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Ben Smith

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Swikar Patel | The Journal Gazette
Dustin Molle, left, and his brother Bryant, at Komets camp Monday, were teammates in college two years ago at Alaska-Fairbanks.

Brotherly love part of K’s camp

And now, for the 60th time: Say hello to your Fort Wayne Komets.

Michael Franke is at the front of the room, welcoming everyone to a milestone year.

Al Sims is introducing the players, reading their names and where they were a year ago.

One by one, they stand up, then sit back down. Some of the faces are familiar; some are not. Some played here or in various other Central Hockey League outposts, and some played farther afield: in England or Holland, Sweden or Norway.

I sit down between two of them. One played here. The other played in Alaska.

Turns out they kinda know each other.

“So how’s it feel to be playing with this guy again?” I ask the one to my left, Bryant Molle, who played for the University of Alaska-Fairbanks and Alaska in the ECHL last year.

“It was something I got to do for three years in university hockey, and we got along pretty good,” he answers. “It’s kind of a special thing to be able to play with your brother.”

That would be the guy to my right, Dustin Molle, two years older than Bryant and a veteran of 39 games in the orange-and-black. In those games, he scored one goal and five points and logged 42 penalty minutes. In the playoffs, he had two assists and 18 penalty minutes.

Two years ago, he and his brother, who grew up in Anchorage, were teammates at Alaska-Fairbanks. They weren’t often on the ice together; though both are defensemen like their father was (“We kind of jumped on the same ship,” Dustin says), both generally played the left side. Still, to be teammates – something they often weren’t, growing up, because of the age difference – was, yes, a special thing.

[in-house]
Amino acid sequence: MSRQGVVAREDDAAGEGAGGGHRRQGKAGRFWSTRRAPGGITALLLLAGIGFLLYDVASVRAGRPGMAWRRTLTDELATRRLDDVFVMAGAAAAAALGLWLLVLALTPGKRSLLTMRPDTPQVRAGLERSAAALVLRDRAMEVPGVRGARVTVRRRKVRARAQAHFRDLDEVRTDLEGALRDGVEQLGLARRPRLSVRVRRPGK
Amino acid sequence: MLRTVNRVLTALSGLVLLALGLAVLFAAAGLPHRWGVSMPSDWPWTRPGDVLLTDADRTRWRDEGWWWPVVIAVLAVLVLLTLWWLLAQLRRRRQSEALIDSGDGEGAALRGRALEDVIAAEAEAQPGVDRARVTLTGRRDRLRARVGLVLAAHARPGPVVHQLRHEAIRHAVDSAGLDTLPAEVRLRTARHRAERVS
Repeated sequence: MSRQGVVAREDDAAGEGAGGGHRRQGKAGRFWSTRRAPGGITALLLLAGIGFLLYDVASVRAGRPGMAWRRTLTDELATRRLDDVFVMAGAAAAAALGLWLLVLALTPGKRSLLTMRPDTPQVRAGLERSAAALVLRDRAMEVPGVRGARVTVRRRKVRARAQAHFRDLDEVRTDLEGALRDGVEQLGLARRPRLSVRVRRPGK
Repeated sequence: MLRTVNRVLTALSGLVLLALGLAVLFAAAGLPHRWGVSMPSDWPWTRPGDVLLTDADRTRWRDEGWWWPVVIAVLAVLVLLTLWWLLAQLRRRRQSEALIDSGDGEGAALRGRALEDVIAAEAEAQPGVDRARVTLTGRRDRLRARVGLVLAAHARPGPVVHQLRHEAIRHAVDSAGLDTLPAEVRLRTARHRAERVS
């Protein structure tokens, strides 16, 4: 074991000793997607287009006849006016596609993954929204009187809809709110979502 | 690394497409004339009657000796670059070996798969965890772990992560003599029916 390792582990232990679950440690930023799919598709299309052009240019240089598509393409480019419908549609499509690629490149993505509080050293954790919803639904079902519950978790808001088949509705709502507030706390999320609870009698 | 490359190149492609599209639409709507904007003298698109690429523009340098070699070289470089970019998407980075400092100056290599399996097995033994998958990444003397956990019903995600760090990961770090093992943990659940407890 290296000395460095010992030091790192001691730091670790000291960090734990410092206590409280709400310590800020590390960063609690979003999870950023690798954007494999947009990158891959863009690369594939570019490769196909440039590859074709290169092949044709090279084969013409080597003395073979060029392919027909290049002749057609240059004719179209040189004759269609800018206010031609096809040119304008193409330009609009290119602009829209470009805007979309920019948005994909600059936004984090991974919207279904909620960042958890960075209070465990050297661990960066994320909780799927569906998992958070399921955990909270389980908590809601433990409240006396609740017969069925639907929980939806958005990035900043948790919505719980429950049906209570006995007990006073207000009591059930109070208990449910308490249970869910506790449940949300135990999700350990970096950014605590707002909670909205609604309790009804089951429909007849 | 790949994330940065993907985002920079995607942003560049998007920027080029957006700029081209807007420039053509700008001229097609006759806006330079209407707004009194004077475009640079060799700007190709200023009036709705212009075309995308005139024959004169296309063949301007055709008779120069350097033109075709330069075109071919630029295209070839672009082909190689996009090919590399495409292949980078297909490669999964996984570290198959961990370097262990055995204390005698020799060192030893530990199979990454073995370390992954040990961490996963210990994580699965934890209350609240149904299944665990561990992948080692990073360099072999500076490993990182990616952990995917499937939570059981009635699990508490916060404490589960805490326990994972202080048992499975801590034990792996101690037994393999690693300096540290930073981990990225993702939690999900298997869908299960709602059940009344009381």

“We push each other to be better out there,” Bryant says.

And, more than occasionally, push other things. What put Dustin on Sims’ radar, after all, was his 6-foot-2, 225-pound frame and physical nature. What drew him to Bryant, an inch taller and 11 pounds lighter, was, yes, Dustin’s input, but also Bryant’s own physical nature.

“I think physicality is the big thing those two add,” Sims says.

What I’m thinking, sitting between the two of them, is this is literally what being between a rock and a hard place must feel like.

“So who’s tougher?” I ask, because, well, it’s the obvious question.

Neither seems amused by this.

“I don’t know,” Dustin says. “I guess we’ll find out.”

Then they add that in all their years on the ice, they only dropped the gloves with each other one time. And that was in college, not all that long ago.

“Pretty good tilt,” Bryant says. “He got a black eye.”

“I had a black eye, he couldn’t open his jaw for a week,” Dustin replies.

Bryant says it’s good to be here with his brother, because he knows the town and some of the players. He called him before he decided to come to Fort Wayne, and Dustin told him the town was great, the organization was solid, come on out.

And now here they are.

“This is probably a first for me,” Sims says. “I don’t think I’ve coached two brothers before.”

Hey, it’s year No. 60. Consider it one more milestone.

Ben Smith has been covering sports in Fort Wayne since 1986. His columns appear four times a week. He can be reached by email at; phone, 461-8736; or fax 461-8648 or at the “Ben Smith” topic of “The Board” at